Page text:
Searching over 5,500,000 cases.

Buy This Entire Record For $7.95

Download the entire decision to receive the complete text, official citation,
docket number, dissents and concurrences, and footnotes for this case.

Learn more about what you receive with purchase of this case.

Chapman v. Milwaukee County

United States District Court, E.D. Wisconsin

August 15, 2016




         I. Facts and Procedural History

         Alonzo Chapman is a 53-year-old African American male who has worked at the General Mitchell International Airport (GMIA) fire department as an Assistant Chief since 2012. (ECF No. 34, ¶ 1.) Chapman was hired by the department’s Chief, Paul Menches, as one of five assistant chiefs. (ECF No. 34, ¶¶ 11-12.) Menches reported to Terry Blue, Deputy Director of Airport Operations and Maintenance. (ECF No. 34, ¶ 6.) Of the other four assistant chiefs hired by Menches, one was African American and the other three were Caucasian. (ECF No. 34 at ¶ 11.)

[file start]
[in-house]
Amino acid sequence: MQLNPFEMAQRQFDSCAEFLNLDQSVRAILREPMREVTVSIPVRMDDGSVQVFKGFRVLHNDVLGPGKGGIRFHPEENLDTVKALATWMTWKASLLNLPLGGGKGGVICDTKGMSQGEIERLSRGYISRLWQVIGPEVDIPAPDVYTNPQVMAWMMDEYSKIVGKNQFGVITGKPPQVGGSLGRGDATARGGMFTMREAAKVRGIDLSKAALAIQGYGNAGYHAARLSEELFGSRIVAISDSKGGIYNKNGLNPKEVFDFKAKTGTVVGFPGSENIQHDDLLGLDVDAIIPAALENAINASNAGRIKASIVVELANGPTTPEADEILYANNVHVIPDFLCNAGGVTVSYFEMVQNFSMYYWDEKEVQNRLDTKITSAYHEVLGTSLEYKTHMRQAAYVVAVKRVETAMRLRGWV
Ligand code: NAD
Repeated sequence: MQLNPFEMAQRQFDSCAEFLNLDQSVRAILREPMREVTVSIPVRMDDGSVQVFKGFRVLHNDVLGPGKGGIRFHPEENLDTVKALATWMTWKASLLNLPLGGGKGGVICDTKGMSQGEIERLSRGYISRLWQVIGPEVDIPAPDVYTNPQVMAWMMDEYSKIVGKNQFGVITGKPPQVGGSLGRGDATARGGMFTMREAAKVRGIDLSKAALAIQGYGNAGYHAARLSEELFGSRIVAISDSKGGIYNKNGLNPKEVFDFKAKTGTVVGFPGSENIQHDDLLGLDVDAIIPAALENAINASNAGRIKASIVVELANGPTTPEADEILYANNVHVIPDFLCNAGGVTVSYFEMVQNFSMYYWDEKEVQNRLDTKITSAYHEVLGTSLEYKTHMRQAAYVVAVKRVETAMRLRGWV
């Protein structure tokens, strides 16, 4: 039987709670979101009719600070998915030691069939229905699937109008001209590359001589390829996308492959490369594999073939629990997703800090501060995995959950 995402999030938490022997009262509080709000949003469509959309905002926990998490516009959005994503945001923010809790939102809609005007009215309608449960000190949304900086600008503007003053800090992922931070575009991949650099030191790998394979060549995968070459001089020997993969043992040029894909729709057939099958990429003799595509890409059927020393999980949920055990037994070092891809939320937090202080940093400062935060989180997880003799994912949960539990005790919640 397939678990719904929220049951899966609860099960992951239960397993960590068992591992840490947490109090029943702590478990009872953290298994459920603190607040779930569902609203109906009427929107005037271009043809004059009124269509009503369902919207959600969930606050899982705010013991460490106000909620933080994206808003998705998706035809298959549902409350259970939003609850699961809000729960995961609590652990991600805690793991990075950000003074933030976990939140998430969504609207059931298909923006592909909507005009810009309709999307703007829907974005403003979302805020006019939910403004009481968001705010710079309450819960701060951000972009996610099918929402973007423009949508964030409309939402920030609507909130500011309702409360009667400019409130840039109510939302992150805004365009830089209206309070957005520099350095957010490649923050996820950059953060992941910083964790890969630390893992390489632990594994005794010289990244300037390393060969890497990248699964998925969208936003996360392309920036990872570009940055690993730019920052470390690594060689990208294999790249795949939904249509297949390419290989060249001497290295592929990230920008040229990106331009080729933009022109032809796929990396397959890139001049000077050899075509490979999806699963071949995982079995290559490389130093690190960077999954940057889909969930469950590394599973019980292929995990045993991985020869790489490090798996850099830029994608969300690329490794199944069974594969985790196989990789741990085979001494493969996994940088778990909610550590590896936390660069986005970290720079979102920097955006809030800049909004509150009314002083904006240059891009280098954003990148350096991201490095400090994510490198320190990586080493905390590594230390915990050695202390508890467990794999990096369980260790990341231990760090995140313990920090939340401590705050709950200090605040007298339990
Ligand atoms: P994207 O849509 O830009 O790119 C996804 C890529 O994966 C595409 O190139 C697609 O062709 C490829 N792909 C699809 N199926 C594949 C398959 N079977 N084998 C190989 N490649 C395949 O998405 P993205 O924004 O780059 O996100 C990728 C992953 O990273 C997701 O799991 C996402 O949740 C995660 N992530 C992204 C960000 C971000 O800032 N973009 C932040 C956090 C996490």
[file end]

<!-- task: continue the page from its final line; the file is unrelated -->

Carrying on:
The GMIA fire department has a quasi-paramilitary structure. As such, the employees are expected to follow a chain of command, to be respectful to their superiors, and to follow orders. (ECF No. 34, ¶¶ 7.) The Fire Chief and Assistant Chiefs are non-union employees (ECF No. 34, ¶ 9), while the firefighters are members of a union and governed by a collective bargaining agreement. (ECF No. 34, ¶ 10.)

         Each of the five assistant chiefs were assigned to handle various administrative duties, either as the primary assistant chief in charge of the duty or as an alternate. Chapman had primary responsibility on Public Education and Facility and Maintenance. He was an alternate on Policy, Operating Standards and Proposals, Safety and Health, Emergency Medical, and Equipment/Apparatus. (ECF No. 34, ¶ 15.)

         Menches appointed Chapman as his administrative chief of staff shortly after his hire. (ECF No. 34, ¶ 18.) The administrative chief of staff was the “right hand” of Menches and would fill in for him if he was away. (Id.) Part of the reason for assigning Chapman as administrative chief of staff was to groom him to succeed Menches when Menches left in five years. (ECF No. 34, ¶ 19.)